Separation, Divorce and Your Finances – The Two First Steps.

Nov 02, 2020 | Jean-François (JF) Droz


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Going through the breakdown of a relationship is heartbreaking and coping with the emotional aspects is a big part of your journey. There are also legal and financial issues that need to be addressed to protect your financial health.

If you have children, custody and access will have to be determined. Financial support for you, your children, or your spouse will have to be considered, and property division to be settled. It's a lot, and managing your finances can be overwhelming at the best of times. It's critical to get advice as the decisions you make or don't make during this transition will impact your financial picture and your long term financial well-being.

Even if you later reconcile with your spouse, it's a good idea to know where you are. It's never too early or late to plan for your financial future.

Step 1 –Organize Your Financial Affairs and Understand Your Financial Picture

Regardless of where your relationship stands, it would help if you started organizing your financial affairs. Start by pulling together all required information to understand where you and your spouse or partner stand with the assets and liabilities you may have. This information will help you know your net worth and the financial position you are starting from should you legally end your relationship.

This information is a critical step in disclosing all information between spouses and essential information your financial professional will need in order to advise you. Pulling it together may even save you time and money.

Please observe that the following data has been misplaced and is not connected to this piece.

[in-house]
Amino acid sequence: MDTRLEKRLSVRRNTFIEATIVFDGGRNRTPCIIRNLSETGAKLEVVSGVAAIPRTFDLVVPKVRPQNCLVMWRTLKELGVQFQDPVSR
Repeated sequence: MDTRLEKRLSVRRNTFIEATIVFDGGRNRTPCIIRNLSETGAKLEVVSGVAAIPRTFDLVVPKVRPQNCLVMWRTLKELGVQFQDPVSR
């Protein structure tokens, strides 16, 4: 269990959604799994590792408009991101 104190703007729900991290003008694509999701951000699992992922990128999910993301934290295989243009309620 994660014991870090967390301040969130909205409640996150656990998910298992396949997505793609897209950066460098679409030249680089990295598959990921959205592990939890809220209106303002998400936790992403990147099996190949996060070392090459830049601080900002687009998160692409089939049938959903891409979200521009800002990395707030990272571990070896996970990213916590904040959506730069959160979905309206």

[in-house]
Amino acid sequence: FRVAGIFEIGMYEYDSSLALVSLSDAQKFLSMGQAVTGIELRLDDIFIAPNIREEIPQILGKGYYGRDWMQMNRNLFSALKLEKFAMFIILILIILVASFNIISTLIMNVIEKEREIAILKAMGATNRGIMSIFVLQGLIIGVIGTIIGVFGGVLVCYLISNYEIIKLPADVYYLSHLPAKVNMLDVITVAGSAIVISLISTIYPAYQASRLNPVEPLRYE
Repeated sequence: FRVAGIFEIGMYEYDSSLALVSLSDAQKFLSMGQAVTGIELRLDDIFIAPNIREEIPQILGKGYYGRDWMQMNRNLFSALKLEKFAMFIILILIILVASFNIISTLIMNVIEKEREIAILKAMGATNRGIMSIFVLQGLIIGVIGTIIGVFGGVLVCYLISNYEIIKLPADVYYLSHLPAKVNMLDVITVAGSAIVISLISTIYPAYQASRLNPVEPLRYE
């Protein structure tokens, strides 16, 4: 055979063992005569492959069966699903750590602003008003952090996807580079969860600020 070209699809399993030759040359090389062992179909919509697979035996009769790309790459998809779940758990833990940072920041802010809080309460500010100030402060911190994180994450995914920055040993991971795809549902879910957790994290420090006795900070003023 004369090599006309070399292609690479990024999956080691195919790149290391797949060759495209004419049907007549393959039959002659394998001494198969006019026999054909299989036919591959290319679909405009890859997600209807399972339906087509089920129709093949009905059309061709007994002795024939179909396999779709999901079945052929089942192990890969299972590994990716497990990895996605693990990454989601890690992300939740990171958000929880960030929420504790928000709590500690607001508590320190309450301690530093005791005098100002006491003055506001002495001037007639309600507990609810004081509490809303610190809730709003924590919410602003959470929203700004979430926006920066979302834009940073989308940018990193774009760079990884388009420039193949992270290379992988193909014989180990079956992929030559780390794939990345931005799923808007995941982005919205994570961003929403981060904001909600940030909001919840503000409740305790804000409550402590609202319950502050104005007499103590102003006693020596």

What you will need:

  • Your Net-worth (your total assets minus your total liabilities)
    • List of all your assets, including liquid assets (e.g., bank accounts), investments (e.g., mutual funds), tax-deferred and tax-free investments (e.g., RRSPs), personal property (e.g., residences
    • List of all your liabilities, including short-term (e.g., credit card) and long-term (e.g., mortgages, car loans)
  • Your Cash-Flow (your total income minus your total expenses)

    • List of all sources of income (e.g., wages, dividends, pensions)

    • List of all expenses (e.g., mortgage, housing, food, transportation, child care)

  • Other essential documents you should gather include benefits, birth and marriage certificates, will and power-of-attorney (POA) documents, marriage contracts or domestic arrangements, title deeds to your home or any other property, ownership records for vehicles, trust deeds, and insurance policies.

  • Establish your own credit: it’s essential to do this to secure credit should you need it. You may wish to do this even before deciding to separate. Once you have your own credit, you should think about when to close all joint accounts. You should also notify all creditors of your change in relationship status to make sure your spouse can’t further bind you to any new debt.

  • Open your own bank account: if you don’t already have one, open one. Afterward, consider closing any joint accounts shared with your spouse. If they have to remain open, ask your bank that both signatures be required to make any transactions.